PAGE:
The electrons resulting from this process lower the oxidation state of Ti, according to e + Ti4+ → Ti3+. This, along with the loss of oxygen, results in a lattice-volume expansion. The concomitant nucleation of Ni metal via 2e + Ni2+ → Ni0 will partially reverse this expansion, as it effectively removes vacancies, resulting in a volume contraction. As the reduction proceeds, the growth of Ni nuclei leads to exsolved particles on the surface. To measure the structural changes of the oxide lattice, θ − 2θ X-ray diffraction (XRD) (Fig. 1b) and reciprocal space mapping (RSM) (Fig. 1c) was carried out. The detailed results of the substrate-dependent strain and structural parameters are presented in Supplementary Figure 1. The lattice misfit strain (ε) of the pristine films is −1.5%, −0.5%, +0.4%, and +1.2% for LSAT, STO, DSO, and GSO substrates, respectively. After the reduction, all four LSNT films reveal a decrease in the out-of-plane (OOP) lattice parameter but show a negligible change in the in-plane lattice parameters owing to the substrate-clamping effect. Interestingly, the compressive-strained films show a reduced tetragonality (c/a ~1), returning to a stable bulk cubic-like structure after reduction. In contrast, for the tensile-strained films, the tetragonality moves away from 1 (c/a « 1) and the films become unstable after reduction (Supplementary Figure 1b). It is generally known that the exsolution in bulk ceramic systems is accompanied by an increase in the lattice volume11,12,13. On the contrary, our structural analysis based on XRD results shows that strained thin-film heterostructures yield a contraction in the lattice volume (Supplementary Figure 1b). This implies that the reduction of Ni and subsequent exsolution of Ni0 dominates over the Ti-reduction in the strained LSNT films.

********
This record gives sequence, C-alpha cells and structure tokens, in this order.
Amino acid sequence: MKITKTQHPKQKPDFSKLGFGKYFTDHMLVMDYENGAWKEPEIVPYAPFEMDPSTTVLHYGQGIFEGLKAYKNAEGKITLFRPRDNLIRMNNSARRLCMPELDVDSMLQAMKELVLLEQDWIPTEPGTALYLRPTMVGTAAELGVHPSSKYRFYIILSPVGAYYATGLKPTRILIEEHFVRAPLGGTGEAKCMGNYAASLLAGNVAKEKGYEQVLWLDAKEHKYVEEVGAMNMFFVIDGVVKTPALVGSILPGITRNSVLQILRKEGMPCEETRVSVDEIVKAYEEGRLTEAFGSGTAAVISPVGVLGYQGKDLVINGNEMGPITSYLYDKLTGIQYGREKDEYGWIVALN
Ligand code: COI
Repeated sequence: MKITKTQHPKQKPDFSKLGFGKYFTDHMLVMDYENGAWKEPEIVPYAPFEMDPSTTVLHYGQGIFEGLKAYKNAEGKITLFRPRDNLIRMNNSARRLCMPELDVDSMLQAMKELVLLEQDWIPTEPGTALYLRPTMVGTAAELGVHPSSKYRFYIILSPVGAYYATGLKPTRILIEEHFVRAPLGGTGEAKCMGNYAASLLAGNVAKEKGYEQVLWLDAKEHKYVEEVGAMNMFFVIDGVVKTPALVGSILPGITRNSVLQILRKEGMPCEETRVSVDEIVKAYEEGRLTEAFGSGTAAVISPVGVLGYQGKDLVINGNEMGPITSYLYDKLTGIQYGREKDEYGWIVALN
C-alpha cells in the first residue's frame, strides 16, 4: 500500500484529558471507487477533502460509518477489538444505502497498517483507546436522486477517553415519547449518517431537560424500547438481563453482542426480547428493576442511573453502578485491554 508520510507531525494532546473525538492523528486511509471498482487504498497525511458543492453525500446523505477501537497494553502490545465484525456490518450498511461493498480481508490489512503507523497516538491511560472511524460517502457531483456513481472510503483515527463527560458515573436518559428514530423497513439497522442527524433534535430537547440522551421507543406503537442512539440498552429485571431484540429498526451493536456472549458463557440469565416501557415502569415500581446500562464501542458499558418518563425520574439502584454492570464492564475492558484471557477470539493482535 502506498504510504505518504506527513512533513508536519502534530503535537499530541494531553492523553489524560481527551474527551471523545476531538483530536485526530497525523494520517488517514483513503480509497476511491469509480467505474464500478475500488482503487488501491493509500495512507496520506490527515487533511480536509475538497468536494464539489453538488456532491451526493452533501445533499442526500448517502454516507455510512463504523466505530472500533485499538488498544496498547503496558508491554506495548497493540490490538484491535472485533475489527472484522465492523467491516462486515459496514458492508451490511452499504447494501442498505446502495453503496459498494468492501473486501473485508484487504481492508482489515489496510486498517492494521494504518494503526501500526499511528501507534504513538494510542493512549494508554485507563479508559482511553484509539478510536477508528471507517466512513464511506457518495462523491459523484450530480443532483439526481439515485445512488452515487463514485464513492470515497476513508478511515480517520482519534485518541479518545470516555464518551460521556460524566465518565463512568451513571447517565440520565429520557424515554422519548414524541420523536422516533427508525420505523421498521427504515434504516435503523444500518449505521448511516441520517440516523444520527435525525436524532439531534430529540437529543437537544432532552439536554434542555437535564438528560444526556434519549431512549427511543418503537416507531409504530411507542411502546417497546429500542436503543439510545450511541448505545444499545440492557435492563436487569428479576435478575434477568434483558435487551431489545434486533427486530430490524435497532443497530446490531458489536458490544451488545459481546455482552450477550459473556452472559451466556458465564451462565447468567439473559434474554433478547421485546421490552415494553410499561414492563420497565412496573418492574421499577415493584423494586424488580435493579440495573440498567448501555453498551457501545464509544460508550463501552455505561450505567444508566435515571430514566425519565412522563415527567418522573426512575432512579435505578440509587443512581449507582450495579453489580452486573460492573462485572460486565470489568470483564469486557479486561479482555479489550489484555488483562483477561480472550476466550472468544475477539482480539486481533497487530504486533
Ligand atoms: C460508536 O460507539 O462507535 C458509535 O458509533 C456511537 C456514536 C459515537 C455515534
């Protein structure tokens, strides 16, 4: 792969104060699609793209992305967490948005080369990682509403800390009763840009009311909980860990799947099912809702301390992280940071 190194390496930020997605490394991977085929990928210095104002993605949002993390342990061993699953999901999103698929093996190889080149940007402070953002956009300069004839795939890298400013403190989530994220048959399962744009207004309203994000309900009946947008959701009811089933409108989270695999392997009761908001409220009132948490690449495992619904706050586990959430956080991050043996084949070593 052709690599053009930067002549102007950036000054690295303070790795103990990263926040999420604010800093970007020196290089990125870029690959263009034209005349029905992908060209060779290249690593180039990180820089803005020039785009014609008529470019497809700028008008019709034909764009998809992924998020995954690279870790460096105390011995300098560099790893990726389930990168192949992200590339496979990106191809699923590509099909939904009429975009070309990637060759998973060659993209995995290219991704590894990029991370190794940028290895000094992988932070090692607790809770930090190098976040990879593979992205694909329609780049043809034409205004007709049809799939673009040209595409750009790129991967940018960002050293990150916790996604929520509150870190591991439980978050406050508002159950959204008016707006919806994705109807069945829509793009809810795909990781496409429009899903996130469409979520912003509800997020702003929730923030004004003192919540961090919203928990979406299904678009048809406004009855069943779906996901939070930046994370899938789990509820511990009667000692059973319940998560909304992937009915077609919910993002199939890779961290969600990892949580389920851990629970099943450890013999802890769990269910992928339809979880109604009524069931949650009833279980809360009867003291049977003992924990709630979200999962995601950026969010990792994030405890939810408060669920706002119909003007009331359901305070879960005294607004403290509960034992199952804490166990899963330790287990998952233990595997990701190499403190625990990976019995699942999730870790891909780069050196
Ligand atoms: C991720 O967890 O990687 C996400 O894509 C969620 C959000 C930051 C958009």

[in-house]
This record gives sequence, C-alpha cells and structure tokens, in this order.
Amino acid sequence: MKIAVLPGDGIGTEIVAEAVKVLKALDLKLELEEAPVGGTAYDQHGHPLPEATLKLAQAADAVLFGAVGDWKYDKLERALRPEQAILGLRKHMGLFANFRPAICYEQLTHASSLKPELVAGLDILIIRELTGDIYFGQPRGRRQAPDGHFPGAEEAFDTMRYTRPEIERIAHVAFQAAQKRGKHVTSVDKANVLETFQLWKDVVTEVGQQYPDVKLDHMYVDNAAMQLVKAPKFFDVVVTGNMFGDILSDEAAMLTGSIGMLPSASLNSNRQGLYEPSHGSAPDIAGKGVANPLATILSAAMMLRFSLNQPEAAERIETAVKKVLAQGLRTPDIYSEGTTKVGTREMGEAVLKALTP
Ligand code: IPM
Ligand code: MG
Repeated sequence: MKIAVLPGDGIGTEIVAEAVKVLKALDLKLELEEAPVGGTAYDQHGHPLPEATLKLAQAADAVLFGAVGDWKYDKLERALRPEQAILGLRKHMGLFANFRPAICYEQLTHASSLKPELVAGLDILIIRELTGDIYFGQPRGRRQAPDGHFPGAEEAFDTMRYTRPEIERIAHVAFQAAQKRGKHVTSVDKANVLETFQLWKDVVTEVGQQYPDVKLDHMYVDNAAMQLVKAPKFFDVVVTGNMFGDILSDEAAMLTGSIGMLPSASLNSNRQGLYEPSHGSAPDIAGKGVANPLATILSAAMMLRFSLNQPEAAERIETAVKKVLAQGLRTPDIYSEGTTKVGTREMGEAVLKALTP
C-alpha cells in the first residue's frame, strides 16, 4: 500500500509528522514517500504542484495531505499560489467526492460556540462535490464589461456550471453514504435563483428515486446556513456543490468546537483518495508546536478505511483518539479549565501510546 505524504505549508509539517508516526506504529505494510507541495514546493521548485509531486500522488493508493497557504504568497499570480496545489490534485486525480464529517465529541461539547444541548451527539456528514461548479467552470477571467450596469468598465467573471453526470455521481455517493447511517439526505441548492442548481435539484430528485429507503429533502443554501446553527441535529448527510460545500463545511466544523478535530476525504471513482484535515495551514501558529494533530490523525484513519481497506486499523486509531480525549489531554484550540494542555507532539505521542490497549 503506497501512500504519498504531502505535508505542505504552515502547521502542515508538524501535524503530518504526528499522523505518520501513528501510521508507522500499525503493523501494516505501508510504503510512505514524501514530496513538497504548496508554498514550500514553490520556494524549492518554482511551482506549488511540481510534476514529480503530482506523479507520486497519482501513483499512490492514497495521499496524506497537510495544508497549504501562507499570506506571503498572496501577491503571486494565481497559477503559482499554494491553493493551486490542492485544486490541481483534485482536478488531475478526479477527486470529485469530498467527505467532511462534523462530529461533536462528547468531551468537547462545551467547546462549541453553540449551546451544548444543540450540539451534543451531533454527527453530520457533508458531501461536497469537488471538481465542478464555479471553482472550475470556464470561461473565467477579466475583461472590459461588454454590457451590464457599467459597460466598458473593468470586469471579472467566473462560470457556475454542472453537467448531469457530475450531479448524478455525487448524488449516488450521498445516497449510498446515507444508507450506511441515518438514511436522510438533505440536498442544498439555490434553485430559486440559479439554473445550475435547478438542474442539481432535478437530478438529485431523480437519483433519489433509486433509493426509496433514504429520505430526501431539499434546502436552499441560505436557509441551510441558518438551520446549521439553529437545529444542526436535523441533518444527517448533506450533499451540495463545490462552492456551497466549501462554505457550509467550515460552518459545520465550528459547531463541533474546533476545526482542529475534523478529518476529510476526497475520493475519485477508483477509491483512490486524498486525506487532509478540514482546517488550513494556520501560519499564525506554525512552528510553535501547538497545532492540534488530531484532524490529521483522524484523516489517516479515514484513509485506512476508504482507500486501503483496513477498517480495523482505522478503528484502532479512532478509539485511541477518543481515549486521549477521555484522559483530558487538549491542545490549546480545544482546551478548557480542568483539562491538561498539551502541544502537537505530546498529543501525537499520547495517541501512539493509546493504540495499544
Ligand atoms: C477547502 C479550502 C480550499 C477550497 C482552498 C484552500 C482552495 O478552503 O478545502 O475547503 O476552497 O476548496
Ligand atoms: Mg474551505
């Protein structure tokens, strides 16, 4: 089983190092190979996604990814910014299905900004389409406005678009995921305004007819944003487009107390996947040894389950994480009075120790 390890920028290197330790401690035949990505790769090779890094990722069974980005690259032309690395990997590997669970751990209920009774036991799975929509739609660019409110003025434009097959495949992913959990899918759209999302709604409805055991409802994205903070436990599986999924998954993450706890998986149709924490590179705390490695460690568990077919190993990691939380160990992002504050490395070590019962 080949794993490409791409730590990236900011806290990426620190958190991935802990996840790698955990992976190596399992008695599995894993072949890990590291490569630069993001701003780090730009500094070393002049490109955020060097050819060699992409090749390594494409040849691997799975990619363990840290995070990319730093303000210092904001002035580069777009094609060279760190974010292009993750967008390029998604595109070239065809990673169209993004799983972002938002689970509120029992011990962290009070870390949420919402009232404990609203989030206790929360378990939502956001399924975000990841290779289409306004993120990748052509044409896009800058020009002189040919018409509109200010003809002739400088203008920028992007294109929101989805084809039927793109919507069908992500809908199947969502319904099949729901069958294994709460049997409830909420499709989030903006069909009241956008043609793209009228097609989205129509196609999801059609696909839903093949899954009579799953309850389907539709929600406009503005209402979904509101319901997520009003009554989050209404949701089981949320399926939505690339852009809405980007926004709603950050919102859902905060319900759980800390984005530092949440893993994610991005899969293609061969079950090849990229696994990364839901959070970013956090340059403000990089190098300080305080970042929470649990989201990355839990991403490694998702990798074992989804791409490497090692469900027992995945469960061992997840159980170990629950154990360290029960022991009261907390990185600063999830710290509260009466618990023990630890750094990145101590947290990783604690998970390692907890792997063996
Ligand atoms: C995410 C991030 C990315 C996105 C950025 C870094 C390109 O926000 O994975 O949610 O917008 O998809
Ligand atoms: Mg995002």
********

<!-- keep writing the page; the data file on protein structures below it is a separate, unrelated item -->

Effect of lattice strain on exsolution of nanoparticles

To explore the effects of lattice strain on the extent of Ni-particle exsolution, scanning electron microscopy (SEM) analysis (Fig. 1d–g) was conducted for the reduced films. These micrographs clearly reveal that the population density of exsolved particles on the surface is greatly affected by the lattice strain. Figure 2a compares various physical characteristics of the films to help understand the difference in population density and size of the exsolved particles. The population density is sensitive to the sign and magnitude of the lattice strain and increases according to the following sequence of substrates: DSO (ε = +0.4%), GSO (ε = +1.2%), STO (ε = −0.5%), and LSAT (ε = −1.5%) substrates. On the other hand, the exsolved particle size has an opposite tendency with the smallest size observed for LSAT. These results indicate that compressive-strained films produce a significantly larger number of exsolved particles with a smaller particle size than tensile-strained films. As described previously, the compressive-strained film transforms back towards the stable bulk cubic structure after exsolution (c/a ~1). In contrast, the tensile-strained film evolves towards a more highly distorted and unstable state after the exsolution, yielding c/a « 1 (Fig. 1a). The chemical potential change (∆μ) of the compressive-strained film during the reduction is negative (i.e., spontaneous) yielding a cubic-like structure with c/a ~1, while ∆μ of the tensile-strained film is positive (thermodynamically unfavorable) resulting in c/a « 1 after the reduction (Fig. 2a). The thermodynamic structural stability is likely the cause of the higher population density in the compressive-strained films. For a given strain type, the exsolved particle population (density) is well correlated with the magnitude (i.e., absolute value) of strain. In contrast, the particle size tends to decrease with the absolute strain value. Thus, the LSNT film grown on the LSAT substrate is highly compressive-strained with ε = −1.5% and yields the highest population density of exsolved particles (1177 particles μm−2) and the smallest particle size (4.92 nm). This can be viewed as the best candidate for catalytic nanoparticles due to the high surface coverage. These results are very impressive when compared with the previous best results obtained by voltage-driven exsolution from bulk materials, for which a population density of ~400 particles μm−2 with a particle size of ~15 nm has been reported13.